The freedom in failure is that nobody cares. Nobody cares about your project, book, business, art, or undertaking. If it fails, you've simply maintained the status quo. If it succeeds, you've accomplished the truly remarkable.
Epistemology teaches us that Failure is one of life's greatest gifts. Failure drives science. It's the only way we really know anything at all. Scientific knowledge can never be fully confirmed: theories can only be invalidated. This is why beliefs that can not in principle be falsified can never even in principle constitute knowledge, and also why they are so dangerous.
It seems that this is not at all understood by the general public. Creationists use this ignorance as the sole basis of their critique of evolutionary 'theory'. Claiming that evolution is 'merely' a theory and that it has not been fully confirmed (or explained, or that there are 'gaps' in the evidence, etc., etc.). This line of argument either demonstrates the grossest ignorance about what actually constitutes knowledge, or is downright malicious. Every single thing that science has taught us or even ever can tell us about the universe is theory: the germ theory of disease, the theory of relativity, information theory, etc. (the exceptions to this are the non-empirical sciences: logical systems/math).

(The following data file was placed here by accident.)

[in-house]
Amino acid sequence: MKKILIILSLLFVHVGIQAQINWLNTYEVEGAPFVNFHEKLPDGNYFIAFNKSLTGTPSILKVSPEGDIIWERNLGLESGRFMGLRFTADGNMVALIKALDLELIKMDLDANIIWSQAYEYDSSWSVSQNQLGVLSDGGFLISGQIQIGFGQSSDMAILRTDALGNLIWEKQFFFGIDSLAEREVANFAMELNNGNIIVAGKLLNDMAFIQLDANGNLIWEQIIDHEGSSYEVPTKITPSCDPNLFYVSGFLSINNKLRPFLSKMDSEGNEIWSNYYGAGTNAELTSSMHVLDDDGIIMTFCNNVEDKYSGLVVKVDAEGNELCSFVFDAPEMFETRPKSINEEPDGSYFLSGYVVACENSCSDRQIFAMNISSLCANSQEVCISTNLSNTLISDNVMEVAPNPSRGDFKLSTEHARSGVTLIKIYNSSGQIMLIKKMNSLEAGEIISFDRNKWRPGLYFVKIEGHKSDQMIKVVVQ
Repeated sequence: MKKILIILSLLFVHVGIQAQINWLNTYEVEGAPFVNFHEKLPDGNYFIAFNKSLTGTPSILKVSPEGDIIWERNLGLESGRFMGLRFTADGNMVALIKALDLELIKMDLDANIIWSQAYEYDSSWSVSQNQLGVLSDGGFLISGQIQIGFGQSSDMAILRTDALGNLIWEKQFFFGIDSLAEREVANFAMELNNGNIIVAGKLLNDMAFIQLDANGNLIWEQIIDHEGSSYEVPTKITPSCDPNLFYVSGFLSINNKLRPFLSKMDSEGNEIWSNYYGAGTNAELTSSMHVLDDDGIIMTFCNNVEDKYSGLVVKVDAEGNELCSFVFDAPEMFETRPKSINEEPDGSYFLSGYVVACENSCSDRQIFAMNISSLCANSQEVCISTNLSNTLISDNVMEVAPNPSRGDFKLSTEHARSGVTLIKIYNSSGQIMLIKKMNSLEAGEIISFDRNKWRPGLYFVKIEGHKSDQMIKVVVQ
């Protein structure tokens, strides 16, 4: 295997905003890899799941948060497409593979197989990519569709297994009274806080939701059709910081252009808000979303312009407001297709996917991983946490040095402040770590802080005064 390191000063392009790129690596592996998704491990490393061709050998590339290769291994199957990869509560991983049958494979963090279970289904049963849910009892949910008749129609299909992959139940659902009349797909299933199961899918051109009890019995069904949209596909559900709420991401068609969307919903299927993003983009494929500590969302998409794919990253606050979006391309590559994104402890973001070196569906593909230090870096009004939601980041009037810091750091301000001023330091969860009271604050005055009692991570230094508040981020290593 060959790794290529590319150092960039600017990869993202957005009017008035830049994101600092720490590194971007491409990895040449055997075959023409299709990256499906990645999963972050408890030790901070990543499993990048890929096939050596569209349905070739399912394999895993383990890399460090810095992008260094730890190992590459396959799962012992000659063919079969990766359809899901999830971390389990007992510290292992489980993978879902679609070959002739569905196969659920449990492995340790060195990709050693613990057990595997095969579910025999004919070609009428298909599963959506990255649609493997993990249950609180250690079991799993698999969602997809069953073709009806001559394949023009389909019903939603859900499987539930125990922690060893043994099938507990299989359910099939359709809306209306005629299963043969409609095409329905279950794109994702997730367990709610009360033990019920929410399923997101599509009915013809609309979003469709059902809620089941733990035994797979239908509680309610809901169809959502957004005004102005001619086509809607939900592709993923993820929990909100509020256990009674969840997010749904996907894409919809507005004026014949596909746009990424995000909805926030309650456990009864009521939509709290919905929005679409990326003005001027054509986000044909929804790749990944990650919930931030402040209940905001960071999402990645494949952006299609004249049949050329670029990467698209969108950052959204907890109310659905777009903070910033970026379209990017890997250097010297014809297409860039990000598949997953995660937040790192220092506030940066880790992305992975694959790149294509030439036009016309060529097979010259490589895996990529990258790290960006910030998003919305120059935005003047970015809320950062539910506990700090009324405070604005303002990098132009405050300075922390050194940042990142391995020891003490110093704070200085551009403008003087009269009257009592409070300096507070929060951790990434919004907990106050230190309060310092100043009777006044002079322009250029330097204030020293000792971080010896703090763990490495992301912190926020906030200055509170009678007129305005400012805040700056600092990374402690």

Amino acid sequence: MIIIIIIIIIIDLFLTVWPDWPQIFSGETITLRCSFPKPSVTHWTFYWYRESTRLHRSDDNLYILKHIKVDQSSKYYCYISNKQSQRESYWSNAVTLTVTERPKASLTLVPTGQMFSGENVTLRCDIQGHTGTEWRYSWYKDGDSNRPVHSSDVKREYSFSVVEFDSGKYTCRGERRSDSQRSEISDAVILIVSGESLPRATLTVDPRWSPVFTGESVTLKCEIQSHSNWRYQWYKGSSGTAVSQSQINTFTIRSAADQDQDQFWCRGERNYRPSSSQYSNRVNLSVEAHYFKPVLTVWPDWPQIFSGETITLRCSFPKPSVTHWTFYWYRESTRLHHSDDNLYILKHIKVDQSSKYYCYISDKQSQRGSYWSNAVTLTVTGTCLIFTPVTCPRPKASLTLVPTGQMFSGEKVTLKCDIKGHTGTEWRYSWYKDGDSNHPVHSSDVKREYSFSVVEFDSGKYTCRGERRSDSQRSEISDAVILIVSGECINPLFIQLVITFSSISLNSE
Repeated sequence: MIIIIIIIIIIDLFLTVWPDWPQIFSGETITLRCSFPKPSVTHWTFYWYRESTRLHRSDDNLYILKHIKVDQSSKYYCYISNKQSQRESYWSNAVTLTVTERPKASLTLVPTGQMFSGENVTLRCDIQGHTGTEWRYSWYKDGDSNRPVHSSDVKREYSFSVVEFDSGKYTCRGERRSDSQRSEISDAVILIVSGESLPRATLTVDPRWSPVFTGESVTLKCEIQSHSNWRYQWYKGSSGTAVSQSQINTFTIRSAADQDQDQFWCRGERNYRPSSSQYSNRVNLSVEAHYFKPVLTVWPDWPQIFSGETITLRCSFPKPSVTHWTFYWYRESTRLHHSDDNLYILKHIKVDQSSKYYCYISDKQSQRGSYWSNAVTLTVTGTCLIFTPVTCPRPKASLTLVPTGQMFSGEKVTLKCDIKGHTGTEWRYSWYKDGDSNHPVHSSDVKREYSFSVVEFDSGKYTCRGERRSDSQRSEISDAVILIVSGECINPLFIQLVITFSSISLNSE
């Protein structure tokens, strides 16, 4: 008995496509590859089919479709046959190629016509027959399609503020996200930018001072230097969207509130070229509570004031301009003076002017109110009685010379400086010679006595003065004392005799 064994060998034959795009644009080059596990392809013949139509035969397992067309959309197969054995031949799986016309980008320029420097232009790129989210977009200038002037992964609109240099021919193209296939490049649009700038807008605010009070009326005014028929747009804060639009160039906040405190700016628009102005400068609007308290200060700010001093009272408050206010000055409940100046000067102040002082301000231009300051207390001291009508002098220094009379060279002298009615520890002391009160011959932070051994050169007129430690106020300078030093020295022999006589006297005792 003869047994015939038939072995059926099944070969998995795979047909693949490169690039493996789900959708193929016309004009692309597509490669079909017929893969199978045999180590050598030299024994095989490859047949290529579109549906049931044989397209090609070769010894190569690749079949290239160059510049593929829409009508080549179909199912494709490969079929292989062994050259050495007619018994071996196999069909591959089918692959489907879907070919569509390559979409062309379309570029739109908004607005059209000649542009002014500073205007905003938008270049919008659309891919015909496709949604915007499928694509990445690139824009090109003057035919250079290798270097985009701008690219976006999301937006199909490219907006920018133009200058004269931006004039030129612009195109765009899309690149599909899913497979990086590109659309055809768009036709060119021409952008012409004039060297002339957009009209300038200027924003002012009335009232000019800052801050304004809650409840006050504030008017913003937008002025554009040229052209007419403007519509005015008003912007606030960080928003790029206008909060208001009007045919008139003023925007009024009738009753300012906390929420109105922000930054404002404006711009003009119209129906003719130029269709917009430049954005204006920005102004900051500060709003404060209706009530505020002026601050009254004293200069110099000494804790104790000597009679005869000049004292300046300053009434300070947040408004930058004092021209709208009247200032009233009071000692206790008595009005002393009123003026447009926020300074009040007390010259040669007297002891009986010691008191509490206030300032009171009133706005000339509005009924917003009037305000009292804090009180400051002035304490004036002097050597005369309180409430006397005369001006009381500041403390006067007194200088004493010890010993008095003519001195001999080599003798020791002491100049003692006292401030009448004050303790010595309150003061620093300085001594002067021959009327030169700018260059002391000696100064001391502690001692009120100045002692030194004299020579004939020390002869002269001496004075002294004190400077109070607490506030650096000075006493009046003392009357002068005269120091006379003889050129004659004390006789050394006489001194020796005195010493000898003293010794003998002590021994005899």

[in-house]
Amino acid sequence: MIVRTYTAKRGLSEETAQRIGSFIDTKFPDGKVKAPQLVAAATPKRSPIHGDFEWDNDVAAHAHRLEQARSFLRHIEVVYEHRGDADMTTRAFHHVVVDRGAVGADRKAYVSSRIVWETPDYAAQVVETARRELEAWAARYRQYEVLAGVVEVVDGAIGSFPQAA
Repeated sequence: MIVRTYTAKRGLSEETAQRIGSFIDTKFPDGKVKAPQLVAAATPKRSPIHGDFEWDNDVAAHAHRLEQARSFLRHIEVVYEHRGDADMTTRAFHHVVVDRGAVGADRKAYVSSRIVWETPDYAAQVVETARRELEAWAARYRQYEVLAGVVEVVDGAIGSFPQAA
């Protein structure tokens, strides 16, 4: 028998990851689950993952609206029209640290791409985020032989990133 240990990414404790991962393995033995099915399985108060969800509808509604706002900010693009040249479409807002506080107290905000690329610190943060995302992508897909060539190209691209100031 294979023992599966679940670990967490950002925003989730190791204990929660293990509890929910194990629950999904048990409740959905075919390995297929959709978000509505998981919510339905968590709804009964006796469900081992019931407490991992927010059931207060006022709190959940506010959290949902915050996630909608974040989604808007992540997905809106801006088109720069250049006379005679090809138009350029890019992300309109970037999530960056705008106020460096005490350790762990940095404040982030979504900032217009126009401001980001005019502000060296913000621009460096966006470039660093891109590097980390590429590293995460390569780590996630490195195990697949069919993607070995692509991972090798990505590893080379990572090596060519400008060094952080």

One upshot of this is that there are no recipes for success. You can't reliably reproduce it. You can, however spell out consistently reproducible recipes for failure. That is one reason it is so valuable to discover one of these 'recipes' ;-) People get this backwards all the time. They see somebody successful, and they think, 'If I can just follow the steps that person did, then I will succeed too.' This is a fallacy. It is generally better to share our failures. It is much more likely that the steps to failure can be reliably reproduced, so it is far more valuable to understand and avoid them.